Back Photos: Wendell Berry and friends celebrate What I Stand On
L to R: Walter Robb, Mary Berry, Wendell Berry, Library of America Managing Editor Trish Hoard, and Library of America Associate Editor Stefanie Peters in Louisville on June 26, 2019. (J. Tyler Franklin)

Earlier this summer, Library of America had a rare opportunity to celebrate the life’s work of a living author in his own community when it co-sponsored a public conversation in Louisville, Kentucky, between Wendell Berry and his daughter Mary Berry, Executive Director of the Berry Center. The June 26 event at Crescent Hill Baptist Church centered on the new two-volume LOA collection What I Stand On: The Collected Essays of Wendell Berry 1969–2017 as well as the state of agriculture and culture today.

The Berrys’ talk was moderated by Walter Robb, former CEO of Whole Foods and now an investor and advisor to new American food companies. Robb provided publication support for What I Stand On and endowed one of the volumes to keep it permanently in print with a gift to the Guardians of American Letters Fund.

Local sponsor Carmichael’s Bookstore issued free tickets to the event on its website and within days had a capacity crowd of more than six hundred ardent fans.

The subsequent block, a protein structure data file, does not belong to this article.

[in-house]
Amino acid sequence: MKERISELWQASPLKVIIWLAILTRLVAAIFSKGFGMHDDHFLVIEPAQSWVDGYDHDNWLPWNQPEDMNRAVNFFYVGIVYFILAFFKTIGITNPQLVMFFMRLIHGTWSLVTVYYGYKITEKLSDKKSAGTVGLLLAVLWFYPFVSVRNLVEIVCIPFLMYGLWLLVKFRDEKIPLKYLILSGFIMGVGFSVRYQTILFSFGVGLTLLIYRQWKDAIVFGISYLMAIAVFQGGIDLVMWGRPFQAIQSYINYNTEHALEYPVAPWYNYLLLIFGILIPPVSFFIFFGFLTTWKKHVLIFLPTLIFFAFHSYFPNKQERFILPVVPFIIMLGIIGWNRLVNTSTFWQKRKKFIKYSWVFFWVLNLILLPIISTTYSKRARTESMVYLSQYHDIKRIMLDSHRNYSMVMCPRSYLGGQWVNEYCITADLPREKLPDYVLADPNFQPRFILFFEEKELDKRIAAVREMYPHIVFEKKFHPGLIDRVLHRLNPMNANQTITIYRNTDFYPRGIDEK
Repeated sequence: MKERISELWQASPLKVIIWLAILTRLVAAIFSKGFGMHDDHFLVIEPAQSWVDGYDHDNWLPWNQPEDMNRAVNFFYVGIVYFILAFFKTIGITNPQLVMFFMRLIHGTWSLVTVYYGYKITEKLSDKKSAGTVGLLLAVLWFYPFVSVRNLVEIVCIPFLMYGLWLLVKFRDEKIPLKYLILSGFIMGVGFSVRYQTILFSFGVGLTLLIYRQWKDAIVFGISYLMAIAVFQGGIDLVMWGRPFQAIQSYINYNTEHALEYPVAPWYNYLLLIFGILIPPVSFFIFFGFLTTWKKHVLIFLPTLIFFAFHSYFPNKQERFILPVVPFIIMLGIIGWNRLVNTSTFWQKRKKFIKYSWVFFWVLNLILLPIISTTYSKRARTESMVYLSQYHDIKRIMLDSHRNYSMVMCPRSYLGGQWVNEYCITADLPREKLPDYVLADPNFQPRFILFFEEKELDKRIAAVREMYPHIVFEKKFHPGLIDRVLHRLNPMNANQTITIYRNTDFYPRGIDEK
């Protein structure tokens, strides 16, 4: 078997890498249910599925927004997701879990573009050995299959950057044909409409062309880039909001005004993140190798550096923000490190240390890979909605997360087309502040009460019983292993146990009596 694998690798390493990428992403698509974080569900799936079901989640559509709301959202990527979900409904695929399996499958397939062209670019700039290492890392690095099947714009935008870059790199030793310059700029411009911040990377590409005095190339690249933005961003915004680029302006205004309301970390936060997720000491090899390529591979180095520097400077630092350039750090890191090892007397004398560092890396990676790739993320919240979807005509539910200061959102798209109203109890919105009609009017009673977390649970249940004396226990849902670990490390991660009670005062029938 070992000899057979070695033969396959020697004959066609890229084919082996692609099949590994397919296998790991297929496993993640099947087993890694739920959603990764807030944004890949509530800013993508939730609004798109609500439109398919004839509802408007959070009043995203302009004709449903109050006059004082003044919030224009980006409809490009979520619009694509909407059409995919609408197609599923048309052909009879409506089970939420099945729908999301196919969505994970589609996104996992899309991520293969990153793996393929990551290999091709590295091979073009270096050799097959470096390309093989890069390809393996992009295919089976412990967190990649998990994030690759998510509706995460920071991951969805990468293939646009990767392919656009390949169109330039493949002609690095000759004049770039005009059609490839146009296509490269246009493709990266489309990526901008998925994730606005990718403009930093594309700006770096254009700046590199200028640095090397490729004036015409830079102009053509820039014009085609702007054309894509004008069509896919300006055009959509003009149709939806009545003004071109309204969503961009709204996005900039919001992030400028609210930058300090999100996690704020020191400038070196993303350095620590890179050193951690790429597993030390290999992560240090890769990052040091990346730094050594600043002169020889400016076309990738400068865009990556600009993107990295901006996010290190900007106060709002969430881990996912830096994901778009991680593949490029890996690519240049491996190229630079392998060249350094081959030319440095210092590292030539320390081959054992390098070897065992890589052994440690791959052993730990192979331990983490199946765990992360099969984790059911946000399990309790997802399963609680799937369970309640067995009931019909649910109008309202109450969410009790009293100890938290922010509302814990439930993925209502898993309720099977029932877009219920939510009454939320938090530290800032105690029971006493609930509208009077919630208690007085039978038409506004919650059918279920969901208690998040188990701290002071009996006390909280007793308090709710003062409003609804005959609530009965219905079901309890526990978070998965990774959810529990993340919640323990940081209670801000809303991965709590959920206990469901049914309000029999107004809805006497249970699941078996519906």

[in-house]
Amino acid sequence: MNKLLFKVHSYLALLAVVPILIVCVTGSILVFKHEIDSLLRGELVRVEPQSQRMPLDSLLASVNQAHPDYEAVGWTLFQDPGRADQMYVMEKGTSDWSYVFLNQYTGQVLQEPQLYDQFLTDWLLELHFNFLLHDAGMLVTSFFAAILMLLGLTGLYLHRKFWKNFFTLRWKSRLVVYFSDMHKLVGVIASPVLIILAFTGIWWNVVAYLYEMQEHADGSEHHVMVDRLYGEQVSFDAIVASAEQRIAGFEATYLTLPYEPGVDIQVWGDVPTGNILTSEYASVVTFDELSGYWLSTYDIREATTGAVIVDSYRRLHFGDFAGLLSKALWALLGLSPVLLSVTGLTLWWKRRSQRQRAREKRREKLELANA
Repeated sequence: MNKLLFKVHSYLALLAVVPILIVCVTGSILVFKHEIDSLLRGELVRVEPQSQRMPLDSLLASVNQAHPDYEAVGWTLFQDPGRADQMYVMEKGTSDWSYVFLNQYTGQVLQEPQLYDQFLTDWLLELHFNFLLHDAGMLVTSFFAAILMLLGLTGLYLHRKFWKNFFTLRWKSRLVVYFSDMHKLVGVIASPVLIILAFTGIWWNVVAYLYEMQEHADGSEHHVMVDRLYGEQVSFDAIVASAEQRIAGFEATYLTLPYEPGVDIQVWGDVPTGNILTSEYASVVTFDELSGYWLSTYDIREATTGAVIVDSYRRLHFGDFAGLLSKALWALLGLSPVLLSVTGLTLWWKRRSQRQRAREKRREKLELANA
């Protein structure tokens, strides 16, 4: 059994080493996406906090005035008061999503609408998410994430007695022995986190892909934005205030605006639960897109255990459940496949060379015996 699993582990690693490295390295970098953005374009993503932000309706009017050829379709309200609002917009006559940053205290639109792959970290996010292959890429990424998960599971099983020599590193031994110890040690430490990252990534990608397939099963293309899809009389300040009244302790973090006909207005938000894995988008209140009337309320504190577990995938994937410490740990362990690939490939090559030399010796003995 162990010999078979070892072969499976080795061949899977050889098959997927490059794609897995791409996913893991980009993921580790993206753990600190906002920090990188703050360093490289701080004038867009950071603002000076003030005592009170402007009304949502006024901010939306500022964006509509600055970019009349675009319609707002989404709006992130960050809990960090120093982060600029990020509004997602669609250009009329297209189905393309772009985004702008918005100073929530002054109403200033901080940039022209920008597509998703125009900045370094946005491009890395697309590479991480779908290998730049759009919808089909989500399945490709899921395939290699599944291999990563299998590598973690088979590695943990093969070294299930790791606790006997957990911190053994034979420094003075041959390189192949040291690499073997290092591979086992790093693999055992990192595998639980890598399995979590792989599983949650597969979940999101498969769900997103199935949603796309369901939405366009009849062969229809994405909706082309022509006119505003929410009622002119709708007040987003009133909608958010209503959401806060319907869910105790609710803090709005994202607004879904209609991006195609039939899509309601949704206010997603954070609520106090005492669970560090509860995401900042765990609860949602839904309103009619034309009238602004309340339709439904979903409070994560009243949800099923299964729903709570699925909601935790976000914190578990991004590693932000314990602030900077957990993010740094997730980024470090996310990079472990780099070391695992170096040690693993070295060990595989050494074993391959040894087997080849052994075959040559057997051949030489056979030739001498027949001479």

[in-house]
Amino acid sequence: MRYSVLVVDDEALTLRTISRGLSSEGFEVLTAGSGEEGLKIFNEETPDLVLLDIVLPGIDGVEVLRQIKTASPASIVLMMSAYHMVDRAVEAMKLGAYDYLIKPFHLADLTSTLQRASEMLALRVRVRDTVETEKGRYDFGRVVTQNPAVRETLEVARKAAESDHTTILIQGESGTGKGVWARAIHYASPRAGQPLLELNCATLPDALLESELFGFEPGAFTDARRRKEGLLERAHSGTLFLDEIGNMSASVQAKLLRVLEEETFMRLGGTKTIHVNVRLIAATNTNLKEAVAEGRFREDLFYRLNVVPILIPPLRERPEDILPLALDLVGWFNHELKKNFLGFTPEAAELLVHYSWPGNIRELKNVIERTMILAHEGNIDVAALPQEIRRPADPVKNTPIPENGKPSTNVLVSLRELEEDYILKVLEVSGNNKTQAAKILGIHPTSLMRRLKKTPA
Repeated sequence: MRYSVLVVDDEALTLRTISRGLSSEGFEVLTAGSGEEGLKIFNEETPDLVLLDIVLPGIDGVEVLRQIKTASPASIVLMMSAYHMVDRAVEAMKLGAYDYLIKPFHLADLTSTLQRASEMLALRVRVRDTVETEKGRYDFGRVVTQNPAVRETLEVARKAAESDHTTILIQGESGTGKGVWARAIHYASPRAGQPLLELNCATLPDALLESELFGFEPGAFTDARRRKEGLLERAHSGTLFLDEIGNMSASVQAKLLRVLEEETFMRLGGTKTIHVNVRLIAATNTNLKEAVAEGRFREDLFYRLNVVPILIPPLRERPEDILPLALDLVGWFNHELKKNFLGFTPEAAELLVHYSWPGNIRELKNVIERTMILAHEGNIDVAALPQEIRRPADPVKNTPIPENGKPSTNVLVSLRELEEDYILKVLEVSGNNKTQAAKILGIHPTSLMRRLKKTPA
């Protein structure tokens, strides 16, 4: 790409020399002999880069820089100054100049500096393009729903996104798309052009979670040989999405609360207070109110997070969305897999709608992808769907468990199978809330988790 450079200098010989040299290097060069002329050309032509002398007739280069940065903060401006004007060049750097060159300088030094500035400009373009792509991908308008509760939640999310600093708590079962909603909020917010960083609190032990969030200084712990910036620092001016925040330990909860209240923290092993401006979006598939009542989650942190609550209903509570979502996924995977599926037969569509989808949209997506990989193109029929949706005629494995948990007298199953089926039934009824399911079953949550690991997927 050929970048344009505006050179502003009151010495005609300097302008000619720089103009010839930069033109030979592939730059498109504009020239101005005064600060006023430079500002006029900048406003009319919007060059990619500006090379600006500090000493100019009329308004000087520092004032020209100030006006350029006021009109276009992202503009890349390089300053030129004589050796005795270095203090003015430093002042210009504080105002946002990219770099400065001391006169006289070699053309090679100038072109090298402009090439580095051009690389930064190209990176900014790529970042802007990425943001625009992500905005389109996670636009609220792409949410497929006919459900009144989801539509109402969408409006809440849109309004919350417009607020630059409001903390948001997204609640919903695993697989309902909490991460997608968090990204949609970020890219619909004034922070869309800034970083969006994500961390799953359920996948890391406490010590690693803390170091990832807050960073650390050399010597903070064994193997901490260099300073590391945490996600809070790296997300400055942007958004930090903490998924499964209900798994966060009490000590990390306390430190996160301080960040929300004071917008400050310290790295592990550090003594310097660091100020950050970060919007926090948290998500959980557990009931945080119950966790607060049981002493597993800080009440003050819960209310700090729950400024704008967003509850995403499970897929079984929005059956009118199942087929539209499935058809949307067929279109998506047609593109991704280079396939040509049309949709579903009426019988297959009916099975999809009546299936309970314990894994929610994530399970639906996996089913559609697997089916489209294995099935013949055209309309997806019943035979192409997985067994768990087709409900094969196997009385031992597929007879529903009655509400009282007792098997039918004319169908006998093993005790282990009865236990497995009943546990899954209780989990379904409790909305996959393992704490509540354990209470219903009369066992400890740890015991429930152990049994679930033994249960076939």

The panel discussion was preceded by a private reception and a chamber music performance of “The Porch Over the River,” a setting of Berry’s 1966 poem of the same name by composer Daniel Gilliam that was performed by baritone Chad Sloan accompanied by clarinetist Carrie RavenStem and pianist Jessica Dorman.

Enjoy photos of the event below.


Invest in the millennium. Plant sequoias.
Say that your main crop is the forest
that you did not plant,
that you will not live to harvest.
—Wendell Berry, “Manifesto: The Mad Farmer Liberation Front” (1973)

All photos: J. Tyler Franklin.

Wendell Berry on stage at Crescent Hill Baptist Church in Louisville on June 26, 2019.
L to R: Virginia Gray Henry, Tanya Berry, and Eleanor Bingham Miller.
Wendell Berry signs one of his books for an audience member.
L to R: Pianist Jessica Dorman, clarinetist Carrie RavenStem, Wendell Berry, composer Daniel Gilliam, and baritone Chad Sloan.
Nana Lampton and Wendell Berry’s sister, Markie Baxter.
L to R: Mary Berry, Wendell Berry (holding the new two-volume LOA collection of his essays), and Walter Robb.
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